At Allo-Media, like many other businesses, our value chain looks like a pipeline: we collect conversations (mainly through phone) sent to us by our customers, we transcribe them, we tag the transcripts with named entities, we anonymize both the transcript and the audio, then we qualify the content with semantic tags, and finally we index them and provide a UI and API to consult, search, analyze the conversations. All those steps are completed automatically by NLP and AI algorithms.
Such pipelines are well suited for service based architectures. If you need to add a new feature, you introduce a new service into the pipeline.
Our first take at it was based on REST services.
Unfortunately, as you can see on the schema above, that approach had many drawbacks:
- it introduces strong coupling between components, as almost each service has to know about the other related services, their addresses, their purposes, their APIs…;
- load balancing requires ad hoc solutions (like for the Transcription Pool Manager with Celery);
- high availability is tricky because of the synchronous communication: if the requested service is down, the caller has to implement complex “retry later” strategies or give up! And so on for each service.
- upgrading or adding new services is a lot of work as it impacts other services and requires careful coordinated releases. Plus, you have to provide them with IP and DNS addresses.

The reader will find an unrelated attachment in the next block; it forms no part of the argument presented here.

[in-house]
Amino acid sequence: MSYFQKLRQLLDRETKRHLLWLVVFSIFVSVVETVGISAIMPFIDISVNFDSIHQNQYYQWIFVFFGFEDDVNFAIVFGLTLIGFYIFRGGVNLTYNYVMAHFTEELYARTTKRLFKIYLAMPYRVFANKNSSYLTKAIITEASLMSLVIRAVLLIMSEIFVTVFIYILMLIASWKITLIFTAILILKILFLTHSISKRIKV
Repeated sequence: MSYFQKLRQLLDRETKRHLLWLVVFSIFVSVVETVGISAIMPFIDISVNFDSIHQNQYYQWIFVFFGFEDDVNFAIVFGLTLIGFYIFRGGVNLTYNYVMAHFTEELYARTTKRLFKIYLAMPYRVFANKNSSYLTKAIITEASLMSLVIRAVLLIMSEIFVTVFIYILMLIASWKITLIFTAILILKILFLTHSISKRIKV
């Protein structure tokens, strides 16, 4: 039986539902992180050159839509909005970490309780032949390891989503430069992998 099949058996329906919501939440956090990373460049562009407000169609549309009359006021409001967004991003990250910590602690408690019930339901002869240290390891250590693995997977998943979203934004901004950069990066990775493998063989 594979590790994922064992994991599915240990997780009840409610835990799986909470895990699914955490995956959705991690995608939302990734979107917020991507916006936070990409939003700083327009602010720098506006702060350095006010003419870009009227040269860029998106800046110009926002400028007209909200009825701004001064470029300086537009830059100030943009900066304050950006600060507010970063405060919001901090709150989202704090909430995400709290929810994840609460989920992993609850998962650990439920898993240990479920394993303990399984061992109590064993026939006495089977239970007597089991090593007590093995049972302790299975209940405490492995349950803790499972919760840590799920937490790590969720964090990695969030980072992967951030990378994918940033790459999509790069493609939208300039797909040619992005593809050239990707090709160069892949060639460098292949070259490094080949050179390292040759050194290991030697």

So one year later, as our activity grew and development accelerated, we quickly realized that we needed:
- maximum service decoupling;
- easy distribution;
- no-brainer load balancing;
- one to one, one to many, many to one, many to many asynchronous communications;
- high availability: hot restart of services, transparent addition or removal of service instances (workers), resilience to (reasonable) downtime of some services;
- support for heavy payloads (megabytes of mp3 audio);
- no data loss, whatever happens.
Enter the event driven architecture
The best way to achieve those goals is to free your mind from the classical pipeline point of view and instead see the value chain as an ecosystem of business services, each focused on providing a specific value and reacting to events (inputs) and producing new events (outputs). This new metaphor has not only technical benefits, but also business and organizational ones. By reasoning in terms of business units of your value chain, its easier to identify the people involved, the business experts who are the references for the job, the exact value added by the service, etc…
Here is the schema of our new architecture:
In this new architecture, events are precisely defined messages that streams on a message bus, and each logical service (implementing one such business service as explained above) subscribes to the events that are relevant to it, without needing any knowledge about what produced them and how. They also push their own events on the bus, without caring about what consumes them.
In that way, we completely decouple the services between each other and the message broker running the message bus provides us with load balancing, distribution and high availability for free.
Now, the messages are the API, the only business and technical reference.
After much thinking and experiments, we came with core design principles that are very important for the success of such an event driven architecture and after 4 months of production use, we are very glad we complied with them from the start. But that’s the subject of another blog post coming soon. Stay tuned!